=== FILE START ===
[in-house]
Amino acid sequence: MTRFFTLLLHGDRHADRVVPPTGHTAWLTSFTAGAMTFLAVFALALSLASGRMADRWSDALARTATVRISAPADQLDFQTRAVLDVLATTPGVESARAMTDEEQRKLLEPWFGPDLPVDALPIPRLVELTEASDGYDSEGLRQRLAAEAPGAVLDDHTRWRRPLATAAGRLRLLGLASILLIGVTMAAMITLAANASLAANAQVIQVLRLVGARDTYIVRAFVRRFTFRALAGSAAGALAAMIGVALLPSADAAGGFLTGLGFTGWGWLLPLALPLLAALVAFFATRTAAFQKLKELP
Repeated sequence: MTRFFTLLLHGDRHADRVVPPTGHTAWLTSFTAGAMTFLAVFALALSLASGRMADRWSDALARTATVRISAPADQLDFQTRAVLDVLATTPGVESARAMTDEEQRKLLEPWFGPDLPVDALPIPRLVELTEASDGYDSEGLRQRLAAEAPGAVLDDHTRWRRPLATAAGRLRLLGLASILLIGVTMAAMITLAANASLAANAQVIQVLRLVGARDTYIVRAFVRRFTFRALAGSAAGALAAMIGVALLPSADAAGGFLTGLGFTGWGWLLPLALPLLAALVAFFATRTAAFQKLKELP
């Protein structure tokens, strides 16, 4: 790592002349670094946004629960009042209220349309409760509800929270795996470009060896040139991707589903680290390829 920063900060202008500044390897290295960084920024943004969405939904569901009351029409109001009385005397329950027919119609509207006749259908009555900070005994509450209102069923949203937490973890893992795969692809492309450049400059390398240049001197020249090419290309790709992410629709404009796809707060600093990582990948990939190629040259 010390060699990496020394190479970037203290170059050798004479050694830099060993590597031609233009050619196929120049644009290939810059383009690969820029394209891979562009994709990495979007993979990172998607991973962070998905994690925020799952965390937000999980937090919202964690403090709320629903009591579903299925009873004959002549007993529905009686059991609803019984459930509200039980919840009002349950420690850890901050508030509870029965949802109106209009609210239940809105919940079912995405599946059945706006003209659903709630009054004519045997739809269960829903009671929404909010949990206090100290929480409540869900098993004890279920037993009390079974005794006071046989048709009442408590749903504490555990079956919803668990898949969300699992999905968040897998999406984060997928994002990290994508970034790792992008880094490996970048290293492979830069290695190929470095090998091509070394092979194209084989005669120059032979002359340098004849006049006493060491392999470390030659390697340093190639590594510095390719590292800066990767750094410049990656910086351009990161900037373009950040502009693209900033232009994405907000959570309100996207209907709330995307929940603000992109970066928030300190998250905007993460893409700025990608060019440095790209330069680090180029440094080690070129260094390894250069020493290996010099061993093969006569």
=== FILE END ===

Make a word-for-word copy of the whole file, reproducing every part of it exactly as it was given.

[in-house]
Amino acid sequence: MTRFFTLLLHGDRHADRVVPPTGHTAWLTSFTAGAMTFLAVFALALSLASGRMADRWSDALARTATVRISAPADQLDFQTRAVLDVLATTPGVESARAMTDEEQRKLLEPWFGPDLPVDALPIPRLVELTEASDGYDSEGLRQRLAAEAPGAVLDDHTRWRRPLATAAGRLRLLGLASILLIGVTMAAMITLAANASLAANAQVIQVLRLVGARDTYIVRAFVRRFTFRALAGSAAGALAAMIGVALLPSADAAGGFLTGLGFTGWGWLLPLALPLLAALVAFFATRTAAFQKLKELP
Repeated sequence: MTRFFTLLLHGDRHADRVVPPTGHTAWLTSFTAGAMTFLAVFALALSLASGRMADRWSDALARTATVRISAPADQLDFQTRAVLDVLATTPGVESARAMTDEEQRKLLEPWFGPDLPVDALPIPRLVELTEASDGYDSEGLRQRLAAEAPGAVLDDHTRWRRPLATAAGRLRLLGLASILLIGVTMAAMITLAANASLAANAQVIQVLRLVGARDTYIVRAFVRRFTFRALAGSAAGALAAMIGVALLPSADAAGGFLTGLGFTGWGWLLPLALPLLAALVAFFATRTAAFQKLKELP
């Protein structure tokens, strides 16, 4: 790592002349670094946004629960009042209220349309409760509800929270795996470009060896040139991707589903680290390829 920063900060202008500044390897290295960084920024943004969405939904569901009351029409109001009385005397329950027919119609509207006749259908009555900070005994509450209102069923949203937490973890893992795969692809492309450049400059390398240049001197020249090419290309790709992410629709404009796809707060600093990582990948990939190629040259 010390060699990496020394190479970037203290170059050798004479050694830099060993590597031609233009050619196929120049644009290939810059383009690969820029394209891979562009994709990495979007993979990172998607991973962070998905994690925020799952965390937000999980937090919202964690403090709320629903009591579903299925009873004959002549007993529905009686059991609803019984459930509200039980919840009002349950420690850890901050508030509870029965949802109106209009609210239940809105919940079912995405599946059945706006003209659903709630009054004519045997739809269960829903009671929404909010949990206090100290929480409540869900098993004890279920037993009390079974005794006071046989048709009442408590749903504490555990079956919803668990898949969300699992999905968040897998999406984060997928994002990290994508970034790792992008880094490996970048290293492979830069290695190929470095090998091509070394092979194209084989005669120059032979002359340098004849006049006493060491392999470390030659390697340093190639590594510095390719590292800066990767750094410049990656910086351009990161900037373009950040502009693209900033232009994405907000959570309100996207209907709330995307929940603000992109970066928030300190998250905007993460893409700025990608060019440095790209330069680090180029440094080690070129260094390894250069020493290996010099061993093969006569």